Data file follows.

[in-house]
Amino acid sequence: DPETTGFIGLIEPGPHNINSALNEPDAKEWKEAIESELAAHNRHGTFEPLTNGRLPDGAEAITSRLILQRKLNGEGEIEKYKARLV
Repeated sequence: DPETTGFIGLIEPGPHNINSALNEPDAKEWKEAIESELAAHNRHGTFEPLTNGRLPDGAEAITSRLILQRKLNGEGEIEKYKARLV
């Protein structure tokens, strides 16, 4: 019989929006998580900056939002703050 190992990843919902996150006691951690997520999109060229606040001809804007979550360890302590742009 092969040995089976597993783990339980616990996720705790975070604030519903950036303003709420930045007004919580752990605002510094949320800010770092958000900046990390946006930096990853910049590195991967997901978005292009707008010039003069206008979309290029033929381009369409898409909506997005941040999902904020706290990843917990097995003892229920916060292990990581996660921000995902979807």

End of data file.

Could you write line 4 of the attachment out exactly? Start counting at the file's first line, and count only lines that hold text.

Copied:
């Protein structure tokens, strides 16, 4: 019989929006998580900056939002703050 190992990843919902996150006691951690997520999109060229606040001809804007979550360890302590742009 092969040995089976597993783990339980616990996720705790975070604030519903950036303003709420930045007004919580752990605002510094949320800010770092958000900046990390946006930096990853910049590195991967997901978005292009707008010039003069206008979309290029033929381009369409898409909506997005941040999902904020706290990843917990097995003892229920916060292990990581996660921000995902979807």